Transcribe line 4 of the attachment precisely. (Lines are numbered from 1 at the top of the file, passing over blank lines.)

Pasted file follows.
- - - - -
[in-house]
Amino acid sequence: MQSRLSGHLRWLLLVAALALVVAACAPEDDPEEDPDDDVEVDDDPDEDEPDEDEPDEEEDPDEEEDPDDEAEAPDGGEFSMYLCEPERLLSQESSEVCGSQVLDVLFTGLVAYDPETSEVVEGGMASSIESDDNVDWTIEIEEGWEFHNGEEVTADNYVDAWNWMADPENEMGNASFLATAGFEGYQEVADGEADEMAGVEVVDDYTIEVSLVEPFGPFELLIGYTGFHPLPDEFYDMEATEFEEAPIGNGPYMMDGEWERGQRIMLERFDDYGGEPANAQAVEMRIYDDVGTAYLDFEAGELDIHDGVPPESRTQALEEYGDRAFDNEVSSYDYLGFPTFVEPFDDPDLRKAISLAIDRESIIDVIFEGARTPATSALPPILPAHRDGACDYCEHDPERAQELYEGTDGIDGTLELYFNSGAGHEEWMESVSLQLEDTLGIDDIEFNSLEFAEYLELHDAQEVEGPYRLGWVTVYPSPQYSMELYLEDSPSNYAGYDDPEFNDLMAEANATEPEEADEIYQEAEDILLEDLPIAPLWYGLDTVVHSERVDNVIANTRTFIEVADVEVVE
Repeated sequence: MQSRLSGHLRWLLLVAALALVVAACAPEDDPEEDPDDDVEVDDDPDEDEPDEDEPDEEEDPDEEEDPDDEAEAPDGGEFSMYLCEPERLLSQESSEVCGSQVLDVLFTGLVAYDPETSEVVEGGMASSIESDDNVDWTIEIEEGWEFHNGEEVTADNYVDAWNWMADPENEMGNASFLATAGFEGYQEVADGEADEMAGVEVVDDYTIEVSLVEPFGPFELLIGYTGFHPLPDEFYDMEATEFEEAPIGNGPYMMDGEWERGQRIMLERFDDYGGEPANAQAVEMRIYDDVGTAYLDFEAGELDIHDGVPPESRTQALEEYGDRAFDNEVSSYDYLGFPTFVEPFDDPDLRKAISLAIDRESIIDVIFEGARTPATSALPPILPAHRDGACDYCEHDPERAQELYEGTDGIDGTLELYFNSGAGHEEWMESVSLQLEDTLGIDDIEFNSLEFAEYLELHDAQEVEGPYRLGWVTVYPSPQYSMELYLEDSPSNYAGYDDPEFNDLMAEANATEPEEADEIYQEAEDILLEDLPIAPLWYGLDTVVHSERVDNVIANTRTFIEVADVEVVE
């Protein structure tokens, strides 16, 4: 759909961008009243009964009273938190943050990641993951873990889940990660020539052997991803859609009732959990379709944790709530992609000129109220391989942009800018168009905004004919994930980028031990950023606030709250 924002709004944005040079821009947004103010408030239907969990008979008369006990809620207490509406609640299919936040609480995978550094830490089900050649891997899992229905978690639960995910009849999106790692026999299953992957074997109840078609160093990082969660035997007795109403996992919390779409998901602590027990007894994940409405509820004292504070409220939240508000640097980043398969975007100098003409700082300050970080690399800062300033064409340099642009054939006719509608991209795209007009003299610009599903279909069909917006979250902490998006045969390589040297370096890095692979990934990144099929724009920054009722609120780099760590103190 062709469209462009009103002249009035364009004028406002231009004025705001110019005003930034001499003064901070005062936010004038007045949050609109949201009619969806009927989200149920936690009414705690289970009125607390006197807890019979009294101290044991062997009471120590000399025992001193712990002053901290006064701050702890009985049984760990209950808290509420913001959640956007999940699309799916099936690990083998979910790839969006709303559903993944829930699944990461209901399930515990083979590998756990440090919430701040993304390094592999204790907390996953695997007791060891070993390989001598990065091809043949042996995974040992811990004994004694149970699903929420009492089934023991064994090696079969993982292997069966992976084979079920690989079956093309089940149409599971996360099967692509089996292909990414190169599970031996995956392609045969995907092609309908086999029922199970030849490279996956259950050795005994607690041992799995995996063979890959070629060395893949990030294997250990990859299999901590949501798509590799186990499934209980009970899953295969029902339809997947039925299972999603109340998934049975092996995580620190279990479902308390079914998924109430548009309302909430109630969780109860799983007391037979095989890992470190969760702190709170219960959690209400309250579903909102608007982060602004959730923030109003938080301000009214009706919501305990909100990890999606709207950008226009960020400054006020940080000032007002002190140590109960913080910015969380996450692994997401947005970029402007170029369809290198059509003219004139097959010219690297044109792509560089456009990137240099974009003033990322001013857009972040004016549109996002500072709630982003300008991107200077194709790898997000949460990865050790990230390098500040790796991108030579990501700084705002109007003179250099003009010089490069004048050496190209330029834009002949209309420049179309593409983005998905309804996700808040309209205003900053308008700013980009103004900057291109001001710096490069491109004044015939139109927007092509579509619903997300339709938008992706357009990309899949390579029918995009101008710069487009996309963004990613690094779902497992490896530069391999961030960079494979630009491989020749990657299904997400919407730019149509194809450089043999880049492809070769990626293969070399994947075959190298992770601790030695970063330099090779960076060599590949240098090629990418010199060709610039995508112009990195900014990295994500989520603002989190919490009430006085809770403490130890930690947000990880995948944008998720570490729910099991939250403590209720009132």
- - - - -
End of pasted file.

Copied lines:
């Protein structure tokens, strides 16, 4: 759909961008009243009964009273938190943050990641993951873990889940990660020539052997991803859609009732959990379709944790709530992609000129109220391989942009800018168009905004004919994930980028031990950023606030709250 924002709004944005040079821009947004103010408030239907969990008979008369006990809620207490509406609640299919936040609480995978550094830490089900050649891997899992229905978690639960995910009849999106790692026999299953992957074997109840078609160093990082969660035997007795109403996992919390779409998901602590027990007894994940409405509820004292504070409220939240508000640097980043398969975007100098003409700082300050970080690399800062300033064409340099642009054939006719509608991209795209007009003299610009599903279909069909917006979250902490998006045969390589040297370096890095692979990934990144099929724009920054009722609120780099760590103190 062709469209462009009103002249009035364009004028406002231009004025705001110019005003930034001499003064901070005062936010004038007045949050609109949201009619969806009927989200149920936690009414705690289970009125607390006197807890019979009294101290044991062997009471120590000399025992001193712990002053901290006064701050702890009985049984760990209950808290509420913001959640956007999940699309799916099936690990083998979910790839969006709303559903993944829930699944990461209901399930515990083979590998756990440090919430701040993304390094592999204790907390996953695997007791060891070993390989001598990065091809043949042996995974040992811990004994004694149970699903929420009492089934023991064994090696079969993982292997069966992976084979079920690989079956093309089940149409599971996360099967692509089996292909990414190169599970031996995956392609045969995907092609309908086999029922199970030849490279996956259950050795005994607690041992799995995996063979890959070629060395893949990030294997250990990859299999901590949501798509590799186990499934209980009970899953295969029902339809997947039925299972999603109340998934049975092996995580620190279990479902308390079914998924109430548009309302909430109630969780109860799983007391037979095989890992470190969760702190709170219960959690209400309250579903909102608007982060602004959730923030109003938080301000009214009706919501305990909100990890999606709207950008226009960020400054006020940080000032007002002190140590109960913080910015969380996450692994997401947005970029402007170029369809290198059509003219004139097959010219690297044109792509560089456009990137240099974009003033990322001013857009972040004016549109996002500072709630982003300008991107200077194709790898997000949460990865050790990230390098500040790796991108030579990501700084705002109007003179250099003009010089490069004048050496190209330029834009002949209309420049179309593409983005998905309804996700808040309209205003900053308008700013980009103004900057291109001001710096490069491109004044015939139109927007092509579509619903997300339709938008992706357009990309899949390579029918995009101008710069487009996309963004990613690094779902497992490896530069391999961030960079494979630009491989020749990657299904997400919407730019149509194809450089043999880049492809070769990626293969070399994947075959190298992770601790030695970063330099090779960076060599590949240098090629990418010199060709610039995508112009990195900014990295994500989520603002989190919490009430006085809770403490130890930690947000990880995948944008998720570490729910099991939250403590209720009132």